Melting snow and ice and heavy rain have combined to push rivers in Southern Siberia over their banks. Across the region, 18 people have died in the floods, and over 20,000 have been affected. This Moderate Resolution Imaging Spectroradiometer (MODIS) image from the Aqua satellite shows flooding along the banks of the Ob River, one of several flooded areas in southern Russia. When this image was taken on April 22, 2004, the flood waters had begun to recede. The city of Novosibirsk, which is labeled in the pre-flood image for reference, has not reported flooding, but is providing emergency services to affected communities downstream.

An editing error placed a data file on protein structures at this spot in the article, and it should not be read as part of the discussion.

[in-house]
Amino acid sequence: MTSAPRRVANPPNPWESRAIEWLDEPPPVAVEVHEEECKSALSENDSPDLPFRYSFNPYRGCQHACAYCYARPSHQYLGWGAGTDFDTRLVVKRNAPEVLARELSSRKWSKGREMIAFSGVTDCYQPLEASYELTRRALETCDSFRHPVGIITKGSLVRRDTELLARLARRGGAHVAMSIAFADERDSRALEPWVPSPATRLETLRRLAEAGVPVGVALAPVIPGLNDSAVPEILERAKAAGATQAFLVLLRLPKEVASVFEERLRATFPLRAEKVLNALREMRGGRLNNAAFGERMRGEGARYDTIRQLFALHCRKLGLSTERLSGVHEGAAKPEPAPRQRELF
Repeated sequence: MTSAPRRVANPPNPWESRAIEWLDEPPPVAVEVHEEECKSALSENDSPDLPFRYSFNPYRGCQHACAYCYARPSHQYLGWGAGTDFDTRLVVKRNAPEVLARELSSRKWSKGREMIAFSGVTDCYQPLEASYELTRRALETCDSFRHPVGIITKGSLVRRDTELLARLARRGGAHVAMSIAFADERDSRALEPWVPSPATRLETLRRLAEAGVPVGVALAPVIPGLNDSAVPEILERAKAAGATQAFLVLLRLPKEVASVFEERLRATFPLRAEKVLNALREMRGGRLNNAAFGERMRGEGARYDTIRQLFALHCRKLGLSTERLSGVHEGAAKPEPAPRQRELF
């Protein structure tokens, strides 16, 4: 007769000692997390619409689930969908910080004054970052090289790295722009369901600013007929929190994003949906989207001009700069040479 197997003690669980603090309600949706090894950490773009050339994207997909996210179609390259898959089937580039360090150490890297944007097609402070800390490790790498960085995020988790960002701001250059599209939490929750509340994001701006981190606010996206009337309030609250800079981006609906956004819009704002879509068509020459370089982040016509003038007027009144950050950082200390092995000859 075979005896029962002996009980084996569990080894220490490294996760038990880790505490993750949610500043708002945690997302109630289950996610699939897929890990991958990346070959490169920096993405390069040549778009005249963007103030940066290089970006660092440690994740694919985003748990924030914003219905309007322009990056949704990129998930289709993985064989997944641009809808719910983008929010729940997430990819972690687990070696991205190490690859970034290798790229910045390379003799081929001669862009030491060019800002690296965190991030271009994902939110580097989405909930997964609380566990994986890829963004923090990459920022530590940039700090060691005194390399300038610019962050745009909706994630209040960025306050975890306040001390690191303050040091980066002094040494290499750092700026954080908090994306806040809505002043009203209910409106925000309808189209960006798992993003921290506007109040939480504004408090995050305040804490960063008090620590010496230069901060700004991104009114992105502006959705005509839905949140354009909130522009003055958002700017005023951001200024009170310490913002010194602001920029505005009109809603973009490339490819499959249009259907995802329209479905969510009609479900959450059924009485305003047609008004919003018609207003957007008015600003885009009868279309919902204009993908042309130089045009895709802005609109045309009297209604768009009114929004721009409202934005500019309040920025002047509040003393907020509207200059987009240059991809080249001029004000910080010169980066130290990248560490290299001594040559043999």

The reason for these springtime floods in obvious in this image comparison. On April 11, southern Russia was covered with snow, which appears blue in the false-color MODIS image. By April 22, the snow in the south had largely disappeared. Though the region is thawing out after winter, ice jams on the rivers are contributing to the flooding. The Russian government is working to break up the ice to prevent further flooding.
The high-resolution images provided above are at MODIS maximum resolution of 250 meters per pixel.
Springtime flooding in southern Siberia is not unusual. Melting snow fills the north-flowing rivers in the south even as upstream sections of the river are still frozen. Floods build up behind dams of ice, or simply build under the fast flow of spring runoff. Spring of 2006 was not exceptional.